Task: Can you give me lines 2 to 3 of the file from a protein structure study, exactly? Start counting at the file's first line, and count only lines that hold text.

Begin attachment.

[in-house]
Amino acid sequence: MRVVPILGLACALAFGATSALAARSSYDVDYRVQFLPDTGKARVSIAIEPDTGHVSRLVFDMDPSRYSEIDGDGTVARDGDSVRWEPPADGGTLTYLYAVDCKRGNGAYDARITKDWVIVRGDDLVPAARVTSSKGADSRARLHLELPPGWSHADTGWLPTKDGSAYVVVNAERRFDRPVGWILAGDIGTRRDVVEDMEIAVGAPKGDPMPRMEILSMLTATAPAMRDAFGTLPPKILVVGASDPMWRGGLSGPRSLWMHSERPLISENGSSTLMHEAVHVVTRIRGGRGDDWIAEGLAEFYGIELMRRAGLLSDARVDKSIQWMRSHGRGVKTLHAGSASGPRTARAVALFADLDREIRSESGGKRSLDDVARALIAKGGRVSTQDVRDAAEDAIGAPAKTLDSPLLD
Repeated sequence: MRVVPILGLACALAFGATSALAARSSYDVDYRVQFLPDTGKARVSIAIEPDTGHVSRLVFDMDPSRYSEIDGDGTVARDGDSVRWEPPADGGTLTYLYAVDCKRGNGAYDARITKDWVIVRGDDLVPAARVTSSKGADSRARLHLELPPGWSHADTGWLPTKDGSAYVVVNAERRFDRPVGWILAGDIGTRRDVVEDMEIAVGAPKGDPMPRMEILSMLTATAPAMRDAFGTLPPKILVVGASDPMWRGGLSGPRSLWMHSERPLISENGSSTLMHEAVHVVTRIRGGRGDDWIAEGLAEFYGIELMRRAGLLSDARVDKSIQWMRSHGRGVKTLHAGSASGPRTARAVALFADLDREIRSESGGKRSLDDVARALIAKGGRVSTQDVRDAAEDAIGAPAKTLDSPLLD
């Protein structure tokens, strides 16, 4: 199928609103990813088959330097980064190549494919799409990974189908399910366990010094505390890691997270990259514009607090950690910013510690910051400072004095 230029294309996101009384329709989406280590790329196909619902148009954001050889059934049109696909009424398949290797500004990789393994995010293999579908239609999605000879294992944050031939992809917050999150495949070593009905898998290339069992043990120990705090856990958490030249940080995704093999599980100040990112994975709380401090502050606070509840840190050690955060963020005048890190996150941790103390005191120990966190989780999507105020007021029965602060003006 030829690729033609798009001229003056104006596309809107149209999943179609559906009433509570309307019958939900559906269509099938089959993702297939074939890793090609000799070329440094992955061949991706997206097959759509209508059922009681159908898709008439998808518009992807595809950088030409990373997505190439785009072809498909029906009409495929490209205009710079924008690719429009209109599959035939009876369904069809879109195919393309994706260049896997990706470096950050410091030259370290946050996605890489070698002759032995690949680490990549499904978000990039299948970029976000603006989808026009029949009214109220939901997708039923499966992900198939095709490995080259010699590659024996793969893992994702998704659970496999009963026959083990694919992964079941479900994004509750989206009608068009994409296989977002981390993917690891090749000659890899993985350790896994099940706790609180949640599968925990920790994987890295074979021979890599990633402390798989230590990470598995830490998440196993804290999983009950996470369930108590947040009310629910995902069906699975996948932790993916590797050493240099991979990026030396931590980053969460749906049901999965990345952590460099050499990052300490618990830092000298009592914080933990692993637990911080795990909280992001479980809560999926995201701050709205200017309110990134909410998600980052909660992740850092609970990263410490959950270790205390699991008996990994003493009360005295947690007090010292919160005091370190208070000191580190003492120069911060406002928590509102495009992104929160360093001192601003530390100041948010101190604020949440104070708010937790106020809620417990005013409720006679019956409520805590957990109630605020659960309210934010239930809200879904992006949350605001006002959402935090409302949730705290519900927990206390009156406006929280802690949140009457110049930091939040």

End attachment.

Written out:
Amino acid sequence: MRVVPILGLACALAFGATSALAARSSYDVDYRVQFLPDTGKARVSIAIEPDTGHVSRLVFDMDPSRYSEIDGDGTVARDGDSVRWEPPADGGTLTYLYAVDCKRGNGAYDARITKDWVIVRGDDLVPAARVTSSKGADSRARLHLELPPGWSHADTGWLPTKDGSAYVVVNAERRFDRPVGWILAGDIGTRRDVVEDMEIAVGAPKGDPMPRMEILSMLTATAPAMRDAFGTLPPKILVVGASDPMWRGGLSGPRSLWMHSERPLISENGSSTLMHEAVHVVTRIRGGRGDDWIAEGLAEFYGIELMRRAGLLSDARVDKSIQWMRSHGRGVKTLHAGSASGPRTARAVALFADLDREIRSESGGKRSLDDVARALIAKGGRVSTQDVRDAAEDAIGAPAKTLDSPLLD
Repeated sequence: MRVVPILGLACALAFGATSALAARSSYDVDYRVQFLPDTGKARVSIAIEPDTGHVSRLVFDMDPSRYSEIDGDGTVARDGDSVRWEPPADGGTLTYLYAVDCKRGNGAYDARITKDWVIVRGDDLVPAARVTSSKGADSRARLHLELPPGWSHADTGWLPTKDGSAYVVVNAERRFDRPVGWILAGDIGTRRDVVEDMEIAVGAPKGDPMPRMEILSMLTATAPAMRDAFGTLPPKILVVGASDPMWRGGLSGPRSLWMHSERPLISENGSSTLMHEAVHVVTRIRGGRGDDWIAEGLAEFYGIELMRRAGLLSDARVDKSIQWMRSHGRGVKTLHAGSASGPRTARAVALFADLDREIRSESGGKRSLDDVARALIAKGGRVSTQDVRDAAEDAIGAPAKTLDSPLLD